NICE cannot use PACE for anything other than to reject its previous guidelines comments. Continuing to use PACE Trial references to justify CBT and GET will invalidate any further review.

The reason for sending you this letter now is that we believe a full review of the NICE guidelines that may take two years or more will leave patients exposed to these harmful treatments (CBT and GET) and it is not acceptable.

We stated this in our submission in July 2017 [6] -


“NICE will be accountable if it ignores the advice to withdraw this unsound recommendation. NICE would be negligent.”

“NICE must be accountable for damages, and costs, relating to the burden brought on to patients by this erroneous and negligent recommendation.”

“By ignoring the recent IOM, NIH, AHRQ and CDC decisions to remove CBT and GET from their recommendations and stipulate that the Oxford criteria and research using those criteria need to be abandoned then NICE are negligent.”


You stated yourself [9] that " … the ME/CFS Guideline specifically, …… did not meet our [patients’] needs and it did not meet theirs (NICE’s) either.".

By removing the recommendations for CBT and GET from the existing guidelines now, with an addendum or correction of some sort, it could go a long way to establishing some trust in NICE from patients that was forfeited when the previous guidelines were published and the views of patients were ignored.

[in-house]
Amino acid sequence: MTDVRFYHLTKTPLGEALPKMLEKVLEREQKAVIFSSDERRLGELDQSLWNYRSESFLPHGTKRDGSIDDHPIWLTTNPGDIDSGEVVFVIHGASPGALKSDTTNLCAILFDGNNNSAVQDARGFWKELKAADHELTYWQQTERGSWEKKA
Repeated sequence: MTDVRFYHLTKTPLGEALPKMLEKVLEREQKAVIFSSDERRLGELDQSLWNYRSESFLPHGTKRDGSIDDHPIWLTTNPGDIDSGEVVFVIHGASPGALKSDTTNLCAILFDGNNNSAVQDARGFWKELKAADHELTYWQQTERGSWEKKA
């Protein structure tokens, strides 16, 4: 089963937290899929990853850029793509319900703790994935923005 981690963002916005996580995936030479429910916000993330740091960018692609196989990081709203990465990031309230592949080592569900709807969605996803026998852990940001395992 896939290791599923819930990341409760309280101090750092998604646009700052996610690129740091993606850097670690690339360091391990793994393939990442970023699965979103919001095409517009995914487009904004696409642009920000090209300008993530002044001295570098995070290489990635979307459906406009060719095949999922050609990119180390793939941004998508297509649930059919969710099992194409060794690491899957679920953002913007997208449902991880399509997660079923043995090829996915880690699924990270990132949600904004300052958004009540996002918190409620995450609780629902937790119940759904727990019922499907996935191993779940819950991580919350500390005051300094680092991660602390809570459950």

It would publicise the fact that NICE are responsible and would avoid future possible litigation from those adversely affected by CBT and GET in the intervening period before a new set of guidelines have been published.

The full review of the guidelines for ME will take time. There would be no excuse not to remove what is already known to be faulty recommendations.

Thank you for taking the time to consider this request,

Yours Sincerely,

Kathleen McCall

Chairman Invest in ME Research
and the Trustees of Invest in ME Research

References


Dear Ms McCall

Thank you for your letter.

As you are, I’m sure, aware the NICE guideline on ME/CFS was published before the PACE trial was seriously under way. Our recommendations were based on a body of research which preceded the PACE study. In our most recent review of the guideline, and cognisant of the controversies regarding the interpretation of the PACE results and methods, we assessed the evidence with, and without, the PACE results and the trial made no difference to the conclusions. Therefore, I cannot accept at this stage that reports of flaws in one study invalidate the results of all the studies in this area.

I appreciate that the existing recommendations are a matter of concern to some patients and groups and we will give some consideration to whether we need to modify or omit any of the existing recommendations during the development of the new guideline. We will certainly consult the new Committee members, when appointed, on this and a number of other issues.